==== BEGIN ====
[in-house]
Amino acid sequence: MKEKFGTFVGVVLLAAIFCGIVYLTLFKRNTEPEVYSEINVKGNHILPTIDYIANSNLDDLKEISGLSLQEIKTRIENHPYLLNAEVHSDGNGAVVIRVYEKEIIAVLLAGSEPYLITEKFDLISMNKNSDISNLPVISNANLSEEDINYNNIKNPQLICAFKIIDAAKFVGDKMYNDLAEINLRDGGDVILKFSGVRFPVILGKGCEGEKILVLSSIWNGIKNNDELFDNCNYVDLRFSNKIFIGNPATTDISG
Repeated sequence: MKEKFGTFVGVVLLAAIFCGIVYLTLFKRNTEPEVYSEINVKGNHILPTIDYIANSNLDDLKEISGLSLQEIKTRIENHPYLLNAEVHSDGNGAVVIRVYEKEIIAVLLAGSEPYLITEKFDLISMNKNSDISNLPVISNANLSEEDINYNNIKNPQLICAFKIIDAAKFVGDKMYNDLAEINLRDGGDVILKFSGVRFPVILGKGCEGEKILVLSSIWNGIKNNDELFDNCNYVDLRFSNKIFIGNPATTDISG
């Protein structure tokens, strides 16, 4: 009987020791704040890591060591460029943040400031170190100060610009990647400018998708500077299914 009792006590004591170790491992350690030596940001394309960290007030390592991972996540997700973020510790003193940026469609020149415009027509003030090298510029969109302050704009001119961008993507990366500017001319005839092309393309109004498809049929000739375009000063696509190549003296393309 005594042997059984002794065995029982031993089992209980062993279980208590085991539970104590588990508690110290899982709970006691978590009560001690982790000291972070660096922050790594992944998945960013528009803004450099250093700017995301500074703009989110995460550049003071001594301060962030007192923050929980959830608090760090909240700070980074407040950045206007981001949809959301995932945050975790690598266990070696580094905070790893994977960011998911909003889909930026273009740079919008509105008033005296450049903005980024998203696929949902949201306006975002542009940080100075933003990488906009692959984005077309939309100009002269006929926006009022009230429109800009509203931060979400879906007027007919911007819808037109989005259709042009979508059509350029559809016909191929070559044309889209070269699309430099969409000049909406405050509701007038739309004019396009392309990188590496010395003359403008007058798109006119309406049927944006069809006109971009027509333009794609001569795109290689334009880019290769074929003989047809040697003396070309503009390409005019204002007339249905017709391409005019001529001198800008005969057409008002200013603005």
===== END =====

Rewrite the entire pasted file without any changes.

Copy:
[in-house]
Amino acid sequence: MKEKFGTFVGVVLLAAIFCGIVYLTLFKRNTEPEVYSEINVKGNHILPTIDYIANSNLDDLKEISGLSLQEIKTRIENHPYLLNAEVHSDGNGAVVIRVYEKEIIAVLLAGSEPYLITEKFDLISMNKNSDISNLPVISNANLSEEDINYNNIKNPQLICAFKIIDAAKFVGDKMYNDLAEINLRDGGDVILKFSGVRFPVILGKGCEGEKILVLSSIWNGIKNNDELFDNCNYVDLRFSNKIFIGNPATTDISG
Repeated sequence: MKEKFGTFVGVVLLAAIFCGIVYLTLFKRNTEPEVYSEINVKGNHILPTIDYIANSNLDDLKEISGLSLQEIKTRIENHPYLLNAEVHSDGNGAVVIRVYEKEIIAVLLAGSEPYLITEKFDLISMNKNSDISNLPVISNANLSEEDINYNNIKNPQLICAFKIIDAAKFVGDKMYNDLAEINLRDGGDVILKFSGVRFPVILGKGCEGEKILVLSSIWNGIKNNDELFDNCNYVDLRFSNKIFIGNPATTDISG
């Protein structure tokens, strides 16, 4: 009987020791704040890591060591460029943040400031170190100060610009990647400018998708500077299914 009792006590004591170790491992350690030596940001394309960290007030390592991972996540997700973020510790003193940026469609020149415009027509003030090298510029969109302050704009001119961008993507990366500017001319005839092309393309109004498809049929000739375009000063696509190549003296393309 005594042997059984002794065995029982031993089992209980062993279980208590085991539970104590588990508690110290899982709970006691978590009560001690982790000291972070660096922050790594992944998945960013528009803004450099250093700017995301500074703009989110995460550049003071001594301060962030007192923050929980959830608090760090909240700070980074407040950045206007981001949809959301995932945050975790690598266990070696580094905070790893994977960011998911909003889909930026273009740079919008509105008033005296450049903005980024998203696929949902949201306006975002542009940080100075933003990488906009692959984005077309939309100009002269006929926006009022009230429109800009509203931060979400879906007027007919911007819808037109989005259709042009979508059509350029559809016909191929070559044309889209070269699309430099969409000049909406405050509701007038739309004019396009392309990188590496010395003359403008007058798109006119309406049927944006069809006109971009027509333009794609001569795109290689334009880019290769074929003989047809040697003396070309503009390409005019204002007339249905017709391409005019001529001198800008005969057409008002200013603005």